GPs 'should do more tests and scans for liver disease'
GPs should be encouraged to use more up to date liver tests and carry out scans for liver damage in at-risk patients, according to experts who have set out a raft of recommendations aimed at tackling the steep rise in premature deaths from liver disease.
In a special report backed by the RCGP and published in the Lancet, they call for additional funding to make sure liver disease is included in primary care pathways for preventing and managing chronic conditions, so that GPs routinely investigate liver problems in patients who drink heavily and those with obesity and other cardiovascular risk factors.
The panel of experts, led by Professor Roger Williams from the Foundation for Liver Research, say there has been a five-fold rise in liver disease deaths in under-65s over the past 40 years, with three quarters of cases of liver cirrhosis currently not picked up until patients are hospitalised with end-stage liver disease, when treatment is unlikely to help.
They recommend GPs should routinely test for aspartate aminotransferase (AST) and serum gamma-glutamyl transpeptidase (GGT) to allow more accurate detection of liver damage, as currently the main panel of enzymes tested will miss 75% of people with severe fibrosis.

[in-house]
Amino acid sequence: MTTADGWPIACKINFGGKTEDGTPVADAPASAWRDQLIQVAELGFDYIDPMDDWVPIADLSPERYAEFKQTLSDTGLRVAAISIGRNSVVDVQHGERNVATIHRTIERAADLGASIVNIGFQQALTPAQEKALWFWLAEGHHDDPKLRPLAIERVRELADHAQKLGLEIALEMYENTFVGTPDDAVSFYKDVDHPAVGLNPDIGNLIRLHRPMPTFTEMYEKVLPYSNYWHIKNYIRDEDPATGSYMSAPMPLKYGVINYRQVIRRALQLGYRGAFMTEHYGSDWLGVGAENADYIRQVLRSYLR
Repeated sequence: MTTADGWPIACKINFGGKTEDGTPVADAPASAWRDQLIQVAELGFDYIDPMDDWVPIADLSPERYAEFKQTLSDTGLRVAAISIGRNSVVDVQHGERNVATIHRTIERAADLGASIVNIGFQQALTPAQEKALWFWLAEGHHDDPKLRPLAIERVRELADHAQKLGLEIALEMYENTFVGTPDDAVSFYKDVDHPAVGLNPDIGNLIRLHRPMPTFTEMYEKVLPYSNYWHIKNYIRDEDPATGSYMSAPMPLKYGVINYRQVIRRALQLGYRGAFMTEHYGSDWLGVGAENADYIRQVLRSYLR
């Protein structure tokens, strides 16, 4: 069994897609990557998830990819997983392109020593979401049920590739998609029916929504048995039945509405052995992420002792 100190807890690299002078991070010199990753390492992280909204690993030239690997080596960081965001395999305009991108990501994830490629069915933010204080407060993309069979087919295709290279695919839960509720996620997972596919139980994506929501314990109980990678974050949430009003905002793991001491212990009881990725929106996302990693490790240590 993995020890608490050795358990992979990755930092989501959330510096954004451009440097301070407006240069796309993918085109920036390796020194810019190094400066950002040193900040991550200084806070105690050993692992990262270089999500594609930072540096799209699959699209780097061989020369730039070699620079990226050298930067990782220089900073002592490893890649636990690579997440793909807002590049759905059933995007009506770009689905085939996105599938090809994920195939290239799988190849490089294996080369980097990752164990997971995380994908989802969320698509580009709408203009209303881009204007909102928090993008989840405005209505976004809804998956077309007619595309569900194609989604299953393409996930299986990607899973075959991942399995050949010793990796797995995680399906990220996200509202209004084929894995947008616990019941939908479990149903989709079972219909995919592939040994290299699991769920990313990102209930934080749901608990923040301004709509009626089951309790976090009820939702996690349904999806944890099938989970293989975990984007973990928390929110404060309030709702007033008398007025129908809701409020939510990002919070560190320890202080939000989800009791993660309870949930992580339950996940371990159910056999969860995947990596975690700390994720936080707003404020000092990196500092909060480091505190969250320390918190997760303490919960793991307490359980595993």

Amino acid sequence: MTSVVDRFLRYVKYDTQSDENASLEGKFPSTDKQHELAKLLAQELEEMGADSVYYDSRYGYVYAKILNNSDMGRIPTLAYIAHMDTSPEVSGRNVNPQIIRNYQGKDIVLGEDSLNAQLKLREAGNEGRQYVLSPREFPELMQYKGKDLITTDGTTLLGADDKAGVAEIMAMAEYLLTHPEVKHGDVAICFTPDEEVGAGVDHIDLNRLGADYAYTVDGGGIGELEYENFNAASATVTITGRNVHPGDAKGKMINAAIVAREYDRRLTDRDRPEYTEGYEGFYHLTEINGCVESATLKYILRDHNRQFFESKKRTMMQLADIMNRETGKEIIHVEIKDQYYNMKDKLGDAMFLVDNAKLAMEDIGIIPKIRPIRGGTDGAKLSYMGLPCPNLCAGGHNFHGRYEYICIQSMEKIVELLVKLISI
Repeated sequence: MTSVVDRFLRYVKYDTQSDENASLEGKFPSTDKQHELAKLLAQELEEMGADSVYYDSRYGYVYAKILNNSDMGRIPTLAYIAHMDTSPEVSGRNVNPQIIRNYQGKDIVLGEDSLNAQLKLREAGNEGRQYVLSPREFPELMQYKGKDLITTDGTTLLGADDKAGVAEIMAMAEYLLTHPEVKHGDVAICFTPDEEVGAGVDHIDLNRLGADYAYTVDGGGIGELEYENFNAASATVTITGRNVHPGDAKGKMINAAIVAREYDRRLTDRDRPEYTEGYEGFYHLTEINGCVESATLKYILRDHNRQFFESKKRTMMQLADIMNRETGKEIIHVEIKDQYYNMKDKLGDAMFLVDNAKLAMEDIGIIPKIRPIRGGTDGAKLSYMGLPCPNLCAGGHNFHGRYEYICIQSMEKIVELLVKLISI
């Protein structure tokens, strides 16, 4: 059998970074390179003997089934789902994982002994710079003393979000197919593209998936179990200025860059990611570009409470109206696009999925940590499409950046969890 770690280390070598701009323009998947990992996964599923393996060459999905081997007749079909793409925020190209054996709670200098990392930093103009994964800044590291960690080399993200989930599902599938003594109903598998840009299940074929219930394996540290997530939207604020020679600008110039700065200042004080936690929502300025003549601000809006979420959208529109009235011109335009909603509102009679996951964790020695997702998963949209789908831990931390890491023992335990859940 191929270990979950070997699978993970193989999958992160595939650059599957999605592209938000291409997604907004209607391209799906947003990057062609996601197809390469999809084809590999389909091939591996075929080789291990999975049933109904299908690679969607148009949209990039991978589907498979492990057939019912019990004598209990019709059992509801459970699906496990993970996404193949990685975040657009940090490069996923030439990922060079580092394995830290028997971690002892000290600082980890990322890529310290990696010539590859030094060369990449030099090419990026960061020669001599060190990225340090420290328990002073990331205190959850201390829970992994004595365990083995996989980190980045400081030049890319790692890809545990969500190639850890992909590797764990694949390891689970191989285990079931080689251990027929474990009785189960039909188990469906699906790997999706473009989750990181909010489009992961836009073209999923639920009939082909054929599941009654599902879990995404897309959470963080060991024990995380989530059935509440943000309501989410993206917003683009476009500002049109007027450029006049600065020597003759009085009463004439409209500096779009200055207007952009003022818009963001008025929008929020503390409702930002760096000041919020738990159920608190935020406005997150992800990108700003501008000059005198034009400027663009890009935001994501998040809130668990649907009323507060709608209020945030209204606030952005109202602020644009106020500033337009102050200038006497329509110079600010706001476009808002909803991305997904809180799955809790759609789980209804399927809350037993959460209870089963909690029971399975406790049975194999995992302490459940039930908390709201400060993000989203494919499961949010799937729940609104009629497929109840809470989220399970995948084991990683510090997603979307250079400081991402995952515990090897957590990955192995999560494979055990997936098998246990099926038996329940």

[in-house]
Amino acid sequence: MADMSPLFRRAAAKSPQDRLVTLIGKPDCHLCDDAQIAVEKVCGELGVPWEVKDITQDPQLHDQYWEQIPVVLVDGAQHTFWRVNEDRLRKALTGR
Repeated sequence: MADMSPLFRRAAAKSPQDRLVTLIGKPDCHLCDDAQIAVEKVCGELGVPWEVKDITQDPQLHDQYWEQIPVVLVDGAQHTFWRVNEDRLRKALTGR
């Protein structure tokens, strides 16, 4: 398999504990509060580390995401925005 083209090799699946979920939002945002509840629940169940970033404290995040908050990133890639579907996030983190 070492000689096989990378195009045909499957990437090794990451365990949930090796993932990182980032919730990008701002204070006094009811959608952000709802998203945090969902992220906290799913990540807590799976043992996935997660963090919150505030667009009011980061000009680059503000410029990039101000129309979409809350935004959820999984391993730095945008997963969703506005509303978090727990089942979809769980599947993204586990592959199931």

And they say GPs should be able to do transient liver elastography - using a fibroscan or modified ultrasound machine - to confirm fibrosis, a procedure they say takes as little as five minutes and requires only minimal training to perform.
The experts write: ‘Liver disease has long been viewed as being largely the responsibility of hospital specialists, despite the disorder sharing common lifestyle risk factors that relate to many chronic diseases that are managed in primary care. In view of the burden of liver disease, its absence from the list of chronic diseases whose management is led and incentivised by the QOF is incongruous.’
They add: ‘The shared lifestyle risk factors provide an opportunity to expand the breadth of existing disease monitoring, but without a substantial increase in workload (eg, annual cardiovascular, renal, or diabetic checks that already commonly include liver blood tests) the results of which are not considered from the perspective of liver disease.
‘Development of clear protocols and schedules for investigation, clarification of referral criteria, and additional training programmes will improve the confidence of primary care workers in the management of liver disease.’